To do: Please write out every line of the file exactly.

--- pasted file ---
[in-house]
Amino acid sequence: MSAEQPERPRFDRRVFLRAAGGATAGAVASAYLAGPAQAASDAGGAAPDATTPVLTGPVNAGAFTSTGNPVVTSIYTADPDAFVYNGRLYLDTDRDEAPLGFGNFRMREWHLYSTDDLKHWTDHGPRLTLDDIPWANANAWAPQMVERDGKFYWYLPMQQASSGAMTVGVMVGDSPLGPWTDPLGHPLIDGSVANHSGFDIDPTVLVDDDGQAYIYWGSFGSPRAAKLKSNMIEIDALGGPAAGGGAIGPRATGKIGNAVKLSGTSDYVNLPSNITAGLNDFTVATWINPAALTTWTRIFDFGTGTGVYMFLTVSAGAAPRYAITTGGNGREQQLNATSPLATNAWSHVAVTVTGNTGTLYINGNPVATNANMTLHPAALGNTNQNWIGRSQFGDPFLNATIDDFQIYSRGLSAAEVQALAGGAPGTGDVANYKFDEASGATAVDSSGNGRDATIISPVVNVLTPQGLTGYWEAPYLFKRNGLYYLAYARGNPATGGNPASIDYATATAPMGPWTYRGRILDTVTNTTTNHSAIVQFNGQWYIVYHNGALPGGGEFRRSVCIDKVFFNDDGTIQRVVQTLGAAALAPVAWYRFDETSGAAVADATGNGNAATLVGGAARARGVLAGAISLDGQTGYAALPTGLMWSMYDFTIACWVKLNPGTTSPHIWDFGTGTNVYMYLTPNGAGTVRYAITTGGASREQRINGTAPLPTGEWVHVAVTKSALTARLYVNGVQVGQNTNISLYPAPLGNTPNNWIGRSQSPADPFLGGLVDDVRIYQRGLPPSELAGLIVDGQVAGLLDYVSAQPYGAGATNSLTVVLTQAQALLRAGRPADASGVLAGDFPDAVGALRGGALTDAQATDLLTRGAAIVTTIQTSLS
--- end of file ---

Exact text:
[in-house]
Amino acid sequence: MSAEQPERPRFDRRVFLRAAGGATAGAVASAYLAGPAQAASDAGGAAPDATTPVLTGPVNAGAFTSTGNPVVTSIYTADPDAFVYNGRLYLDTDRDEAPLGFGNFRMREWHLYSTDDLKHWTDHGPRLTLDDIPWANANAWAPQMVERDGKFYWYLPMQQASSGAMTVGVMVGDSPLGPWTDPLGHPLIDGSVANHSGFDIDPTVLVDDDGQAYIYWGSFGSPRAAKLKSNMIEIDALGGPAAGGGAIGPRATGKIGNAVKLSGTSDYVNLPSNITAGLNDFTVATWINPAALTTWTRIFDFGTGTGVYMFLTVSAGAAPRYAITTGGNGREQQLNATSPLATNAWSHVAVTVTGNTGTLYINGNPVATNANMTLHPAALGNTNQNWIGRSQFGDPFLNATIDDFQIYSRGLSAAEVQALAGGAPGTGDVANYKFDEASGATAVDSSGNGRDATIISPVVNVLTPQGLTGYWEAPYLFKRNGLYYLAYARGNPATGGNPASIDYATATAPMGPWTYRGRILDTVTNTTTNHSAIVQFNGQWYIVYHNGALPGGGEFRRSVCIDKVFFNDDGTIQRVVQTLGAAALAPVAWYRFDETSGAAVADATGNGNAATLVGGAARARGVLAGAISLDGQTGYAALPTGLMWSMYDFTIACWVKLNPGTTSPHIWDFGTGTNVYMYLTPNGAGTVRYAITTGGASREQRINGTAPLPTGEWVHVAVTKSALTARLYVNGVQVGQNTNISLYPAPLGNTPNNWIGRSQSPADPFLGGLVDDVRIYQRGLPPSELAGLIVDGQVAGLLDYVSAQPYGAGATNSLTVVLTQAQALLRAGRPADASGVLAGDFPDAVGALRGGALTDAQATDLLTRGAAIVTTIQTSLS